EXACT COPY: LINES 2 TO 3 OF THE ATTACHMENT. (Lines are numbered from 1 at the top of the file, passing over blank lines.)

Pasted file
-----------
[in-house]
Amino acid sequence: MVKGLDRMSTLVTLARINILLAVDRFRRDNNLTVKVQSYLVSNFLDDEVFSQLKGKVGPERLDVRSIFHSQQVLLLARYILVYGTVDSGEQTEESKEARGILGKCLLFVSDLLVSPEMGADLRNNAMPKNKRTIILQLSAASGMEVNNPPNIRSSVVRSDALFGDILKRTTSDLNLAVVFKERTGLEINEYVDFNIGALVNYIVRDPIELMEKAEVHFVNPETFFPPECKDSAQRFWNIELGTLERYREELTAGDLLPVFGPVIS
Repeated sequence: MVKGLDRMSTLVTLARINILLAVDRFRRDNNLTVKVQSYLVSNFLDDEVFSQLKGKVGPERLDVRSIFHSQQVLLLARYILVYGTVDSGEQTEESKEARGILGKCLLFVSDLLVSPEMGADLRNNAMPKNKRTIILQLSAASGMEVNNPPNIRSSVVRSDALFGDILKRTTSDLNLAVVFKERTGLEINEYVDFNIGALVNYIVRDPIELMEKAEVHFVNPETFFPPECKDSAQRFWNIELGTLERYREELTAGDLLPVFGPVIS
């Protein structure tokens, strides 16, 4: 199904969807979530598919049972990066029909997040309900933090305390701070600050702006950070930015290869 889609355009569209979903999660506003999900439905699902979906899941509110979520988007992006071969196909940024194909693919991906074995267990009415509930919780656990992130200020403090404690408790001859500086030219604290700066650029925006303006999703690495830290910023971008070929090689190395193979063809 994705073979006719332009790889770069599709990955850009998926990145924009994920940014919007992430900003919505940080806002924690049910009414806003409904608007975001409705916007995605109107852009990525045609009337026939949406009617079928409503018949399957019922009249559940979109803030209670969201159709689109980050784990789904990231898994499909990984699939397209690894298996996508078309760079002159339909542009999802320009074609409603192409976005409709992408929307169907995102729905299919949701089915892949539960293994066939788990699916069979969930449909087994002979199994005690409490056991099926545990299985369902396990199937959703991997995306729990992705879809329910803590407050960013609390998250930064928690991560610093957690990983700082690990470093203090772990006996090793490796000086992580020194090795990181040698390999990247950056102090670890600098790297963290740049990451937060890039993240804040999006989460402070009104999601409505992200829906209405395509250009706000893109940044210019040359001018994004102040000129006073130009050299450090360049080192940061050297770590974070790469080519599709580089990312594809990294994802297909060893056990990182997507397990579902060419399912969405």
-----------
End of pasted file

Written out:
Amino acid sequence: MVKGLDRMSTLVTLARINILLAVDRFRRDNNLTVKVQSYLVSNFLDDEVFSQLKGKVGPERLDVRSIFHSQQVLLLARYILVYGTVDSGEQTEESKEARGILGKCLLFVSDLLVSPEMGADLRNNAMPKNKRTIILQLSAASGMEVNNPPNIRSSVVRSDALFGDILKRTTSDLNLAVVFKERTGLEINEYVDFNIGALVNYIVRDPIELMEKAEVHFVNPETFFPPECKDSAQRFWNIELGTLERYREELTAGDLLPVFGPVIS
Repeated sequence: MVKGLDRMSTLVTLARINILLAVDRFRRDNNLTVKVQSYLVSNFLDDEVFSQLKGKVGPERLDVRSIFHSQQVLLLARYILVYGTVDSGEQTEESKEARGILGKCLLFVSDLLVSPEMGADLRNNAMPKNKRTIILQLSAASGMEVNNPPNIRSSVVRSDALFGDILKRTTSDLNLAVVFKERTGLEINEYVDFNIGALVNYIVRDPIELMEKAEVHFVNPETFFPPECKDSAQRFWNIELGTLERYREELTAGDLLPVFGPVIS